Lysistrata in Nairobi: performing the power of womanhood in the post‐colony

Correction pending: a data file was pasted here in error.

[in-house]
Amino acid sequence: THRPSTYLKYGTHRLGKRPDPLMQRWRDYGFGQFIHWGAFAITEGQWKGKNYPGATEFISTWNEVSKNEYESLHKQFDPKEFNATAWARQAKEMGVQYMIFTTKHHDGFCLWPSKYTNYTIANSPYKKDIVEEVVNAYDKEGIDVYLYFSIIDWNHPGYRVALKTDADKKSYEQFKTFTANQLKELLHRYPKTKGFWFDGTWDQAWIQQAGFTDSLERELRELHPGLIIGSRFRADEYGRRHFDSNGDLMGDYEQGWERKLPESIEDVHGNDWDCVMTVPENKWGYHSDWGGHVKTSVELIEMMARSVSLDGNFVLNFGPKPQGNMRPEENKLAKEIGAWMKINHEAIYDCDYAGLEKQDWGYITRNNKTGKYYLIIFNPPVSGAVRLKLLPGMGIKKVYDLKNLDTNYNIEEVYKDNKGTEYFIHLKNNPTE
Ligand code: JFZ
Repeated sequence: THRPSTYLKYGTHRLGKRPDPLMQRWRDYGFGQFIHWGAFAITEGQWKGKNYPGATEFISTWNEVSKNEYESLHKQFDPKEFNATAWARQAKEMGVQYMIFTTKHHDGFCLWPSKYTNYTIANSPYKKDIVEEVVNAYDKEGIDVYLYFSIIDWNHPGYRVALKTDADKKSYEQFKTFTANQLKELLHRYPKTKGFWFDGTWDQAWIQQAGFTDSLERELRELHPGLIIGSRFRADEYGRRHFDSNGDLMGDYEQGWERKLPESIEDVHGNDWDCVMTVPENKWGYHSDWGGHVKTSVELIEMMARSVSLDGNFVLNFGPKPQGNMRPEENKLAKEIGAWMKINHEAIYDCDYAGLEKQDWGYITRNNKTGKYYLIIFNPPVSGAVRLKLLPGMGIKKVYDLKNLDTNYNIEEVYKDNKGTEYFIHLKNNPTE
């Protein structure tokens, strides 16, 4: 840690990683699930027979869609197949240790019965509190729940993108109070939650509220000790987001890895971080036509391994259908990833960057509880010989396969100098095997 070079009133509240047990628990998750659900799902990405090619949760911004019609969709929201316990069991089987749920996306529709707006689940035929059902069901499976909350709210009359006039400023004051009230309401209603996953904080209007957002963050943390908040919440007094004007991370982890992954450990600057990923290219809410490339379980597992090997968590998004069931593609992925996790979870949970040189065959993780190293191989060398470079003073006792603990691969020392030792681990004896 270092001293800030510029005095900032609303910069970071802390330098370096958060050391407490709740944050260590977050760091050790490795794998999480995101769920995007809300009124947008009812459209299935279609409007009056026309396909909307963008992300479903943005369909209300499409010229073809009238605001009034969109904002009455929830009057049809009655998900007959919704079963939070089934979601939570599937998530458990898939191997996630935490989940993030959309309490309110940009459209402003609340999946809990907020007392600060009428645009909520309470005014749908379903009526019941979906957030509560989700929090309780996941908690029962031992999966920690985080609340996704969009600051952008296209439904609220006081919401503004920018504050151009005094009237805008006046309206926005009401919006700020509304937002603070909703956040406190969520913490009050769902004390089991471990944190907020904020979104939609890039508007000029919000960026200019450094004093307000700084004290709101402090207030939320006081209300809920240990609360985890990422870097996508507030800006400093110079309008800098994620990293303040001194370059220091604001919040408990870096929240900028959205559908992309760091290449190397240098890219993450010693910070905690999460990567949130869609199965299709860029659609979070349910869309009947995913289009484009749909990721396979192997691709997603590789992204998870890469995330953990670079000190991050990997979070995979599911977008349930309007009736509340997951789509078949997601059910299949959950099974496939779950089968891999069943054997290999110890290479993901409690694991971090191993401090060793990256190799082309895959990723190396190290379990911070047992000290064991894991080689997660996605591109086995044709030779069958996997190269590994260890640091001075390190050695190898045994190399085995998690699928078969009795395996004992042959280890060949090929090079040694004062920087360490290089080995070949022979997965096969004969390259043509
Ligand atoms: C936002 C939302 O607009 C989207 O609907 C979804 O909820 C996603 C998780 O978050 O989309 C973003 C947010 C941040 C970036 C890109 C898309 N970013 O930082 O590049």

This paper is based on my personal experience of adapting and producing the ancient Greek comedy Lysistrata1 in Nairobi, Kenya. Originally written by Aristophanes in the fifth century BC, the play gives voice to the power of womanhood. At the time of producing the play in 1997, a woman, Charity Ngilu, decided to run against Daniel Arap Moi for the presidency in Kenya. In this context, the play became what one might call a dangerously relevant script, and was thus promptly banned. The account here serves to document the experience but at the same time makes observations about the interaction between "dissident" artists and the postcolonial state in Africa particularly during the post-multiparty era in Kenya and other erstwhile African dictatorships (Haugerud 1995; Bayart 1993). In the tango between the political and institutional authorities on whether or not Lysistrata should see the light of day, some fundamental theoretical questions also emerged. The first concerns question of how effectively the ancient "BC times" could articulate the problems and concerns of a twenty-first century post-colony like Kenya. Secondly, what threats and challenges does the power of womanhood, and women's empowerment in general, pose for the postcolony? And finally, how does "popular" theatre survive and overcome a selfand institutionally imposed censorship which represents new strategies for checking the dissident artist?